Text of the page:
• A legal transition means a change in first name and designation of sex on a person’s identity papers. For further information, see the Change of sex designation This hyperlink will open in a new window. page.
  • A medical transition involves different medical interventions: surgical, hormonal, etc. For further information on this aspect, see the Trans-specific Surgeries This hyperlink will open in a new window. page.

Discrimination based on sexual orientation and gender expression and its effects

Sexual orientation and gender identity or expression count for two of the fourteen prohibited grounds for discrimination as set out by the Commission des droits de la personne et des droits de la jeunesse du Québec.

LGBTQ+ have gained rights but that does not mean that they also have gained social acceptance. There is still a lot of prejudice, and many LGBTQ+ people are victims of stigmatization, discrimination, injustice, heterosexism, cissexism, and sometimes even homophobic and transphobic acts. Thus, although advances in rights have been a great victory for the LGBTQ+ community, there is still a lot of work to do in terms of their acceptance in society.

For information about homophobia and transphobia, see the following pages:

If you are a victim or witness of a homophobic or transphobic act, you can first talk to people who are likely to advise you or offer help (loved ones, teachers, caseworkers for an organization, in the health and social services network, etc.).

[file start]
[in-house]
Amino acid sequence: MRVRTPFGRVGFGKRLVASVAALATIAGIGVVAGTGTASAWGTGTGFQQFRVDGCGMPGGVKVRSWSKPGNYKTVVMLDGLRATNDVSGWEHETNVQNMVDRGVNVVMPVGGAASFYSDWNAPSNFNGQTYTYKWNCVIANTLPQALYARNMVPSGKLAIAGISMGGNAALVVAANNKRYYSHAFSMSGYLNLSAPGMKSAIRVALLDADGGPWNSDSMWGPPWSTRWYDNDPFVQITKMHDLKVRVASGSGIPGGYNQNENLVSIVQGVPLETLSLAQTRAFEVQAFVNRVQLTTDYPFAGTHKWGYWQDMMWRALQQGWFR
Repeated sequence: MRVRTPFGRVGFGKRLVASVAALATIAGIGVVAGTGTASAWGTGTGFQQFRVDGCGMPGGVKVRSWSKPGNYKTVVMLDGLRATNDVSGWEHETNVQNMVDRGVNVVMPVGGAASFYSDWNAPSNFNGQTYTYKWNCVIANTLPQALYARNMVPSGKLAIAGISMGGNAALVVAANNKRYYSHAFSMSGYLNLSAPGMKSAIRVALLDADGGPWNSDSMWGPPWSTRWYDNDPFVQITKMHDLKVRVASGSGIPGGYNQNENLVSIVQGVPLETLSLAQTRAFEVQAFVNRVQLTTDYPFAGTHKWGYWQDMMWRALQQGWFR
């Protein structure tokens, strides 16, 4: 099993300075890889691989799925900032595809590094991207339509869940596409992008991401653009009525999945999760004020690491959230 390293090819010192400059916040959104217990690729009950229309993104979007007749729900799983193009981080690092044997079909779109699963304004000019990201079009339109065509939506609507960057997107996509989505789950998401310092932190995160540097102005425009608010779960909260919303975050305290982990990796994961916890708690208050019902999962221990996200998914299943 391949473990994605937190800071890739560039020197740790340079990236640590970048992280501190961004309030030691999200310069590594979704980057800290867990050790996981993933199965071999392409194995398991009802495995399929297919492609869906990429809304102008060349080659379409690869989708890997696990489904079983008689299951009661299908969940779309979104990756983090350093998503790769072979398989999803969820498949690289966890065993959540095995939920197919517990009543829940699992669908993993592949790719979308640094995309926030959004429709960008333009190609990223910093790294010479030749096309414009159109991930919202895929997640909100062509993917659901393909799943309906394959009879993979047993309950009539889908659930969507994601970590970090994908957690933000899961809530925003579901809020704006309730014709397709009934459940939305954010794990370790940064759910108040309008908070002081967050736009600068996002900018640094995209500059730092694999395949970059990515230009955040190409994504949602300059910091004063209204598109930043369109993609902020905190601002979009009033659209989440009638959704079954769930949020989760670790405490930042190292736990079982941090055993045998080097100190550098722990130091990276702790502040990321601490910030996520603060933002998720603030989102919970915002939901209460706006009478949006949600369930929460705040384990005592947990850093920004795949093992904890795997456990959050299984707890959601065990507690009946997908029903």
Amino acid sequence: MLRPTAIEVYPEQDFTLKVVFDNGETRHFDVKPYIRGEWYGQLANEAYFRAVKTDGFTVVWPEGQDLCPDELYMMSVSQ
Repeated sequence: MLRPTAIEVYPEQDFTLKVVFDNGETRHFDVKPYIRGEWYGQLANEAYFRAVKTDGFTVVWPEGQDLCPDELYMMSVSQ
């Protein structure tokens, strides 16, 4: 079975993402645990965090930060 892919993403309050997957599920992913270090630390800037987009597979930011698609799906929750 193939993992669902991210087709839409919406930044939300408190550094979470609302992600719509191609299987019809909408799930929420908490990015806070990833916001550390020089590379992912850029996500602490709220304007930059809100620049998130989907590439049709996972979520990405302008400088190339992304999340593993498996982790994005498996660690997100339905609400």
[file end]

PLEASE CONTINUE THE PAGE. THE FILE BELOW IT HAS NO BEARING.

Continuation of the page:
To file a complaint, see the resources listed in the Assistance section.

Any user of the health and social services network can also report a situation or file a complaint within their health and social services establishment.

Conversion therapies

Conversion therapies, which are intended to change the sexual orientation or gender identity of persons, are prohibited by Québec and Canadian professional orders. They are also considered unethical by the American Psychological Association because they pose a risk of harm for LGBTQ+ people. Everyone has the right to self-identify and live according to the sexual orientation they choose.

On December 9, 2020, the government of Québec adopted the Act to protect persons from conversion therapy provided to change their sexual orientation, gender identity or gender expression This hyperlink will open in a new window.. In particular, this Act prohibits anyone from soliciting a person to engage in conversion therapy.

Impacts of discrimination on the health and wellbeing of people with sexual diversity and gender plurality

Impacts on youth